More than that, the fantasy failed. Americans permitted themselves such an extravagant conceit that they practically begged the gods to punish them. “They sweat; we think,” was the gist of it. They allowed themselves the illusion that their new, post-Reagan, Internet-savvy capitalism would make them rich without saving money…and without actually producing anything. They thought the rest of the world would extend them boundless credit – forever. Now the scales are falling from their eyes…they’re beginning to see things more clearly. As a result, consumer confidence has dropped to the lowest level more than 30 years. Most people think things are bad…and few think they will get better. In the history of such surveys, never have so few people expected their incomes to increase over the next six months – less than 15% of those polled.

But here at Markets and Money headquarters, we are always optimistic. Yes, Americans will be busted and broken by the realities of the real world in the 21st century. But they will eventually be bent into a better shape.

Bill Bonner
Markets and Money

Bill Bonner

Bill Bonner

Since founding Agora Inc. in 1979, Bill Bonner has found success and garnered camaraderie in numerous communities and industries. A man of many talents, his entrepreneurial savvy, unique writings, philanthropic undertakings, and preservationist activities have all been recognized and awarded by some of America’s most respected authorities. Along with Addison Wiggin, his friend and colleague, Bill has written two New York Times best-selling books, Financial Reckoning Day and Empire of Debt. Both works have been critically acclaimed internationally. With political journalist Lila Rajiva, he wrote his third New York Times best-selling book, Mobs, Messiahs and Markets, which offers concrete advice on how to avoid the public spectacle of modern finance. Since 1999, Bill has been a daily contributor and the driving force behind Markets and Money.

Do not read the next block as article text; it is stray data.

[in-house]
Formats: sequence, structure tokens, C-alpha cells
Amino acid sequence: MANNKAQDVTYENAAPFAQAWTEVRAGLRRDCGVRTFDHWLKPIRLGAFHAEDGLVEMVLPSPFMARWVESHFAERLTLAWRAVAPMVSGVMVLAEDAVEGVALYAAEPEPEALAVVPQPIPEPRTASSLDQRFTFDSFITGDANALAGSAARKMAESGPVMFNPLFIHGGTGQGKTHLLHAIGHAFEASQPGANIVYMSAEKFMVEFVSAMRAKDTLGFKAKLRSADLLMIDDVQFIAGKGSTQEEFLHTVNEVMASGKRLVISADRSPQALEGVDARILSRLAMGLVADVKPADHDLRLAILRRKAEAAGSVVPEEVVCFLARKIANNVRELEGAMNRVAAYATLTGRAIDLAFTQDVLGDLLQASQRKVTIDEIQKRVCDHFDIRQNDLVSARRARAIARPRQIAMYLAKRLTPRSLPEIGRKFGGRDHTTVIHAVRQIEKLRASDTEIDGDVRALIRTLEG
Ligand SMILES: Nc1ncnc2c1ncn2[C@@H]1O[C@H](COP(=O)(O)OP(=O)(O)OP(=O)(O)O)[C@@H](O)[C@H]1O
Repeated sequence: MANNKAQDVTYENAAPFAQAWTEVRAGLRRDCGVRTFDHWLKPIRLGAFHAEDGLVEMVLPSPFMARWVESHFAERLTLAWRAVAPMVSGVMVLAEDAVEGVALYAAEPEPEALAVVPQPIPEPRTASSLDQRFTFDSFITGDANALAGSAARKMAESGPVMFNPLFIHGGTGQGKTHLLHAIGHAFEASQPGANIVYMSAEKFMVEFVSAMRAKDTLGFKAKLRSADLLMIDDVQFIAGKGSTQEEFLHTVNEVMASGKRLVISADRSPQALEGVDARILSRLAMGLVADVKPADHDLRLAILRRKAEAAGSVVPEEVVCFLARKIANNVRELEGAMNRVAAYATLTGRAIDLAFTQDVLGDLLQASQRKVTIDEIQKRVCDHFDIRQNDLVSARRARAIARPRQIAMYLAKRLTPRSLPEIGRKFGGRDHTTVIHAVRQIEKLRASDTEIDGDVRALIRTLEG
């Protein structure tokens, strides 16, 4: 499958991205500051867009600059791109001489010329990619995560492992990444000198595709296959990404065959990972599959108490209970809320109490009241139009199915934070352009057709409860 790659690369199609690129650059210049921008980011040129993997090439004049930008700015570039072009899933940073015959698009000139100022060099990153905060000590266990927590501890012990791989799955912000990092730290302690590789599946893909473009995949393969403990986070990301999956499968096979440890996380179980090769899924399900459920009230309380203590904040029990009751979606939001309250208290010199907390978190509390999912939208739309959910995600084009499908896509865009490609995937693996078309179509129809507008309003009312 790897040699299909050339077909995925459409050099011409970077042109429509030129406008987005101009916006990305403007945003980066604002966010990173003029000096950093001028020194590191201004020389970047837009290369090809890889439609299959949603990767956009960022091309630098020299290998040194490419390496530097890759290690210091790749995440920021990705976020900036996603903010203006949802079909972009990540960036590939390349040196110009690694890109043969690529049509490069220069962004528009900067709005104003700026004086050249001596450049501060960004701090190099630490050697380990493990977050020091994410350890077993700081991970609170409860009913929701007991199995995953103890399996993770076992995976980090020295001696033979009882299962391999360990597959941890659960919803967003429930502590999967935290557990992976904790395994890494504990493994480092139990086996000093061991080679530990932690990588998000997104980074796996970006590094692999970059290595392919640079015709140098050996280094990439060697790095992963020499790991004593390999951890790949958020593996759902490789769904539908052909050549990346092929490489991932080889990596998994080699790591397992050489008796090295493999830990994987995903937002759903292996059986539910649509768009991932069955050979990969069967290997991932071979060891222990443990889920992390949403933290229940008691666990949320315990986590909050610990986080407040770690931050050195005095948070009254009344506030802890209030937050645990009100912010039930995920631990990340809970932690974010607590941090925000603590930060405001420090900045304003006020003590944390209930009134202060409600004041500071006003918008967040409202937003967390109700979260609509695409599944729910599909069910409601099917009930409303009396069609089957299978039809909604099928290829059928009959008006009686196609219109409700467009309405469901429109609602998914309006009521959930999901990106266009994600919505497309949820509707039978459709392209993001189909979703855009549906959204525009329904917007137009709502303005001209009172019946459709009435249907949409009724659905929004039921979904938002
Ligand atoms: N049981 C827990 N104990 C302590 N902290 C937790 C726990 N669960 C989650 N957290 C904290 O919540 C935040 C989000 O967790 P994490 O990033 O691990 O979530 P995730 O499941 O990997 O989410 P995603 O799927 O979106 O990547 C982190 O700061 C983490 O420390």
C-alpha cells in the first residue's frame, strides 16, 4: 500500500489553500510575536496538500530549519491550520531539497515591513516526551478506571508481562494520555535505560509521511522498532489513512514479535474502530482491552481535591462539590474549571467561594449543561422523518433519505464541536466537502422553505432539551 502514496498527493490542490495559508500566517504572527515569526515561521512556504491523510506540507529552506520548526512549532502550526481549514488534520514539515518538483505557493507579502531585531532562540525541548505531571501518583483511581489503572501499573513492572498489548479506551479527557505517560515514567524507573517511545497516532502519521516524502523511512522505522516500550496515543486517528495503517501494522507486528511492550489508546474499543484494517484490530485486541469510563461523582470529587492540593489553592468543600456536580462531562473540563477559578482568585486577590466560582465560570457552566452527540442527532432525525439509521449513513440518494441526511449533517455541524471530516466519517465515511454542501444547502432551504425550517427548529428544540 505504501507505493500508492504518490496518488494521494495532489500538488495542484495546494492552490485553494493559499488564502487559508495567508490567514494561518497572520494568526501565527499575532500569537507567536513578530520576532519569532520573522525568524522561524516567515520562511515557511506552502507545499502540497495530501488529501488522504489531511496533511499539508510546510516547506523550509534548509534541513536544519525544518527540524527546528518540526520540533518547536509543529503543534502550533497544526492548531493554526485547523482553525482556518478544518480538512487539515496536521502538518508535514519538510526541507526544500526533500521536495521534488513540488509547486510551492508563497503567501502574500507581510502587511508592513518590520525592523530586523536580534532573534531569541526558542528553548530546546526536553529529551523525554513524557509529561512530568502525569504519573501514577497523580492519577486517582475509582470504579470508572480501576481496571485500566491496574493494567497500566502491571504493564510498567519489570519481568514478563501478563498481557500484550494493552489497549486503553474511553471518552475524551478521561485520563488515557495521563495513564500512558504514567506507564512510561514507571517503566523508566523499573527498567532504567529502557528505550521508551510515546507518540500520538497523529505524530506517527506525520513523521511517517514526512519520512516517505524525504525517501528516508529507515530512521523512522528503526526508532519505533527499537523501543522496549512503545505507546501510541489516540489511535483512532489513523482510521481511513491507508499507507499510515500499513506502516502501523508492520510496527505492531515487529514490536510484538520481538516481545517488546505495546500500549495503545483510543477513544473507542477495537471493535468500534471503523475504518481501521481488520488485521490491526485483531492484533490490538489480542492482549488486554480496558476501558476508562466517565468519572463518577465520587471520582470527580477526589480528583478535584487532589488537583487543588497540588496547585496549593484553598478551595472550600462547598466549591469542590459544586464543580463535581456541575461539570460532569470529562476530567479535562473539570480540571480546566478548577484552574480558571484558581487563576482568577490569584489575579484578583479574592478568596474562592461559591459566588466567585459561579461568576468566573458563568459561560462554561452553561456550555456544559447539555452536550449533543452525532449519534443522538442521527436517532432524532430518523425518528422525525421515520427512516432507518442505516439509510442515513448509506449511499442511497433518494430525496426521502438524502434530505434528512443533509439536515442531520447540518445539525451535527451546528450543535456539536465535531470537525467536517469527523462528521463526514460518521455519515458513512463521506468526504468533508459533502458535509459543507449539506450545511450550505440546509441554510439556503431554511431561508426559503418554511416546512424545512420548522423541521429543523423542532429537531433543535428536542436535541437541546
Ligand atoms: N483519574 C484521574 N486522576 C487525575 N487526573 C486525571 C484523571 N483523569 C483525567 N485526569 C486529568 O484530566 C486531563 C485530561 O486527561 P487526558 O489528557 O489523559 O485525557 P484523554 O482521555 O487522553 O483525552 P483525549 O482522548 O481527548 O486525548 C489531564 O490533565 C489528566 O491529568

Bill Bonner